A prospective student has registered for an open day event. This is an important milestone for an institution. Content should be shared that prepares the student for this event and allows them to get the most out of the interaction. This content could include how to plan their day and what events they should attend.

Example 3 – Converting prospects who have applied but not paid

The prospective student has enrolled but not yet paid or received funding for their course. Content in this part of the customer journey needs to encourage the prospect to take the final step and should address any remaining concerns. Such concerns could include student support, affordability, maintaining study/life balance and integrating into student life.

If you have access to learning analytics, try to address the areas of concern or delight that students have reported. For example, if students love the classroom spaces you have, make that part of your automation messaging to students.

By the time the prospective student has applied for a course, you should have a good idea of their persona and their interests. Stating the positives of the course relative to their interests will mean they are less likely to withdraw early.

Practical examination – Implementing marketing automation

For your practical examination, we have outlined the steps you must follow to implement marketing automation in your institution. Please follow the instructions provided below. The results will speak for themselves.

  1. Select a course and define all the customer personas Personas differ across courses and types of education, so it is important to spend time on this step to get it right.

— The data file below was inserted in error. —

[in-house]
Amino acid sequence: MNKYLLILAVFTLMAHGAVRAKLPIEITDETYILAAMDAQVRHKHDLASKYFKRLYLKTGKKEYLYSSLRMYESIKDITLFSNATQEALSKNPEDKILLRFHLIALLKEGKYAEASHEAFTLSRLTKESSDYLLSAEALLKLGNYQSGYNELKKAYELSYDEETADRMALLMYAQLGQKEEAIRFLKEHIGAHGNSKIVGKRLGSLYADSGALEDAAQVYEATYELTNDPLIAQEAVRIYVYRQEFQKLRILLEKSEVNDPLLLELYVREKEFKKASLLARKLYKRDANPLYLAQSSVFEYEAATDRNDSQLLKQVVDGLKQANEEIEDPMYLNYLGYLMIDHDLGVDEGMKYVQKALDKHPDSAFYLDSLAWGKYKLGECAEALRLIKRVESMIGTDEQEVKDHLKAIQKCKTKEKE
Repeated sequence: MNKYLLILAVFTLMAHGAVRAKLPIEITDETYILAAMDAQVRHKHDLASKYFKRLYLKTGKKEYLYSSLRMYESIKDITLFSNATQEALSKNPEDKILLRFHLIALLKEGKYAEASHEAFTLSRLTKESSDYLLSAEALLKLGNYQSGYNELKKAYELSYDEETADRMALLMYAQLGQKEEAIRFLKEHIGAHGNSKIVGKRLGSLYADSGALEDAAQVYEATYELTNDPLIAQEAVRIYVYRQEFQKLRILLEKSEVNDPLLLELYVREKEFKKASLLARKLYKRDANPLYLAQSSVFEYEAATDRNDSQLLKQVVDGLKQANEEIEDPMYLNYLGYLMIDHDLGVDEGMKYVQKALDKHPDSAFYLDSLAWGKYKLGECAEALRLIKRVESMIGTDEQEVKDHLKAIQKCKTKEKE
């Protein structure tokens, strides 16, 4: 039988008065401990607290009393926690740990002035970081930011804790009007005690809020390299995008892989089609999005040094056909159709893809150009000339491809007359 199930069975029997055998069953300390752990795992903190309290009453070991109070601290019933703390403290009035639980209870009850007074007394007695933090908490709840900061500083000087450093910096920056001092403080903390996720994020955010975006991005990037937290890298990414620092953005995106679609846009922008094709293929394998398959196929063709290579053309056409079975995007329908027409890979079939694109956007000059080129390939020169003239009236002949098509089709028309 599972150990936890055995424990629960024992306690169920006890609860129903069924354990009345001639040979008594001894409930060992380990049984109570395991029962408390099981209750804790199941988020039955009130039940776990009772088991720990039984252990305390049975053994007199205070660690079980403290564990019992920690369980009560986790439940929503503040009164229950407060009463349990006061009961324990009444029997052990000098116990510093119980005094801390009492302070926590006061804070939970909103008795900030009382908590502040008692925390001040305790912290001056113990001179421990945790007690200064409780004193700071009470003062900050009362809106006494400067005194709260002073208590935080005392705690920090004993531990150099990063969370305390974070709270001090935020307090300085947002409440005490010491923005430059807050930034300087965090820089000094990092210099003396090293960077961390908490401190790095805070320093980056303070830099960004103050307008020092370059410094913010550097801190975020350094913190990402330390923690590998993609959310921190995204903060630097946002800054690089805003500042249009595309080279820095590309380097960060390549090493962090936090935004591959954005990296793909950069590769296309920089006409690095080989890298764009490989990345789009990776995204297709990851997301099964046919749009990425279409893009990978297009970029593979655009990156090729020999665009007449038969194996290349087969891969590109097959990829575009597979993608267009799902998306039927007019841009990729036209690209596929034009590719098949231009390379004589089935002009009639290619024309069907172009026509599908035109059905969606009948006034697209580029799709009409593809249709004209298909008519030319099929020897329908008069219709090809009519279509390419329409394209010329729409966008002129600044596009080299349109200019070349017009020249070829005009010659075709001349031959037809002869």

2. Create customer journey maps Use each different persona to define their unique customer journey. Document every touchpoint that each persona has with your institution across the entire journey. Customer touchpoints are key opportunities for your institution to influence customers. Document behaviour-based triggers e.g. website enquiries, event registrations, collateral downloads etc. These will determine the messaging, targeting and tactics for marketing at each stage of the customer journey
  3. Identify pain points, questions and challenges Prospective students have an informational checklist they want to complete before they apply for a course. They want to be confident that the cost, duration, virtual vs. in-person study, travel time from home, flexibility of classes, job pathways, internship opportunities, etc. all suit their needs and preferences.

    Here is an example of checklist items a persona may want to explore at different stages:

    • Awareness: Course cost
    • Education: Course types, location
    • Selection: Course guides, career outcomes, financial support, student testimonials

    • Identify the applicable checklist items to each of the personas and then confirm the stage that each checklist item is relevant throughout the sales journey.
  1. Create content Craft compelling content that aligns with persona needs (see step 3) at each stage of the customer journey. It should be tailored to the marketing automation tool that is most appropriate to deliver the message.
  2. Build lead nurturing sequence Map the content and accompanying tools to each stage of the journey. Use this mapping to create a lead nurturing sequence that follows the student journey and the sales process from enquiry to enrolment.
  3. Review your work If engagement rates remain low after implementing the nurture sequence, it could mean that the course isn’t the right fit for the prospect, it isn’t the right time for students to enrol, or the course too expensive. Spend time figuring out the root cause and then change the automation content and approach to address the reason(s) students aren’t applying.

Congratulations! You’ve just graduated from Marketing Automation 101. In addition to your A for attendance, you’ve now earned the knowledge required to create and implement your own marketing automation strategy for your educational institution. Contact us with any questions or for support to implement your own marketing automation program.